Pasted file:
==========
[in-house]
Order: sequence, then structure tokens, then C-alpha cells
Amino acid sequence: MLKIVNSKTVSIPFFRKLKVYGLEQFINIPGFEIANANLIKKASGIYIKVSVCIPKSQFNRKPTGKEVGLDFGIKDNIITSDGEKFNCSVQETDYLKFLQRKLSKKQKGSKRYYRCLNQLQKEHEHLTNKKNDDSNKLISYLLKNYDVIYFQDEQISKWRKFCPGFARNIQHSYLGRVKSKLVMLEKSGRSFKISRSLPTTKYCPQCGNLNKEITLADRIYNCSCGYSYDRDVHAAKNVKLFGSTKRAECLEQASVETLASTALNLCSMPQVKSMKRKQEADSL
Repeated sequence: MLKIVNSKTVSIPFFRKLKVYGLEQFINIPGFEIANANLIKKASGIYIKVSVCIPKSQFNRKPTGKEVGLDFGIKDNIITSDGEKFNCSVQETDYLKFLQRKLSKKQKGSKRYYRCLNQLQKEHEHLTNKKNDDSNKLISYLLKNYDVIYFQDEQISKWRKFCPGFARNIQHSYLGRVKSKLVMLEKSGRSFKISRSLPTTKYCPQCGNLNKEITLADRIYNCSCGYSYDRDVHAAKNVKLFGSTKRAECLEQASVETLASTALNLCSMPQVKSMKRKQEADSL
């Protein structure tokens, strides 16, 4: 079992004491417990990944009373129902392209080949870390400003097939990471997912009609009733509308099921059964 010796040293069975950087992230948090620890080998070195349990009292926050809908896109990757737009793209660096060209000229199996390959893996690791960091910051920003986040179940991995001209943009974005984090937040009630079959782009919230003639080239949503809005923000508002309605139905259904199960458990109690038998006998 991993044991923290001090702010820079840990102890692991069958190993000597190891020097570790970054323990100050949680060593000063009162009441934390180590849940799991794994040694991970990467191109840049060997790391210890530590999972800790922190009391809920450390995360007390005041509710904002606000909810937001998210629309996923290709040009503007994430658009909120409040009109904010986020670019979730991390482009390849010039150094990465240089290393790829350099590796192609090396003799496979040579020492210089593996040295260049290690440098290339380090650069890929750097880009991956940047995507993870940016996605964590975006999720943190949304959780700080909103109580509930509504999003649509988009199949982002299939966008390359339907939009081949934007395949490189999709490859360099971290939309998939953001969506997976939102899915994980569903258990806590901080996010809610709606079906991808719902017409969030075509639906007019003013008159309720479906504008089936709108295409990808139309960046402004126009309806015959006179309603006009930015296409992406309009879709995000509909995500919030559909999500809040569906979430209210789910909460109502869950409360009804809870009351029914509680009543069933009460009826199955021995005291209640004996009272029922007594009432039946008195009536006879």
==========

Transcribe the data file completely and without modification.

[in-house]
Order: sequence, then structure tokens, then C-alpha cells
Amino acid sequence: MLKIVNSKTVSIPFFRKLKVYGLEQFINIPGFEIANANLIKKASGIYIKVSVCIPKSQFNRKPTGKEVGLDFGIKDNIITSDGEKFNCSVQETDYLKFLQRKLSKKQKGSKRYYRCLNQLQKEHEHLTNKKNDDSNKLISYLLKNYDVIYFQDEQISKWRKFCPGFARNIQHSYLGRVKSKLVMLEKSGRSFKISRSLPTTKYCPQCGNLNKEITLADRIYNCSCGYSYDRDVHAAKNVKLFGSTKRAECLEQASVETLASTALNLCSMPQVKSMKRKQEADSL
Repeated sequence: MLKIVNSKTVSIPFFRKLKVYGLEQFINIPGFEIANANLIKKASGIYIKVSVCIPKSQFNRKPTGKEVGLDFGIKDNIITSDGEKFNCSVQETDYLKFLQRKLSKKQKGSKRYYRCLNQLQKEHEHLTNKKNDDSNKLISYLLKNYDVIYFQDEQISKWRKFCPGFARNIQHSYLGRVKSKLVMLEKSGRSFKISRSLPTTKYCPQCGNLNKEITLADRIYNCSCGYSYDRDVHAAKNVKLFGSTKRAECLEQASVETLASTALNLCSMPQVKSMKRKQEADSL
């Protein structure tokens, strides 16, 4: 079992004491417990990944009373129902392209080949870390400003097939990471997912009609009733509308099921059964 010796040293069975950087992230948090620890080998070195349990009292926050809908896109990757737009793209660096060209000229199996390959893996690791960091910051920003986040179940991995001209943009974005984090937040009630079959782009919230003639080239949503809005923000508002309605139905259904199960458990109690038998006998 991993044991923290001090702010820079840990102890692991069958190993000597190891020097570790970054323990100050949680060593000063009162009441934390180590849940799991794994040694991970990467191109840049060997790391210890530590999972800790922190009391809920450390995360007390005041509710904002606000909810937001998210629309996923290709040009503007994430658009909120409040009109904010986020670019979730991390482009390849010039150094990465240089290393790829350099590796192609090396003799496979040579020492210089593996040295260049290690440098290339380090650069890929750097880009991956940047995507993870940016996605964590975006999720943190949304959780700080909103109580509930509504999003649509988009199949982002299939966008390359339907939009081949934007395949490189999709490859360099971290939309998939953001969506997976939102899915994980569903258990806590901080996010809610709606079906991808719902017409969030075509639906007019003013008159309720479906504008089936709108295409990808139309960046402004126009309806015959006179309603006009930015296409992406309009879709995000509909995500919030559909999500809040569906979430209210789910909460109502869950409360009804809870009351029914509680009543069933009460009826199955021995005291209640004996009272029922007594009432039946008195009536006879």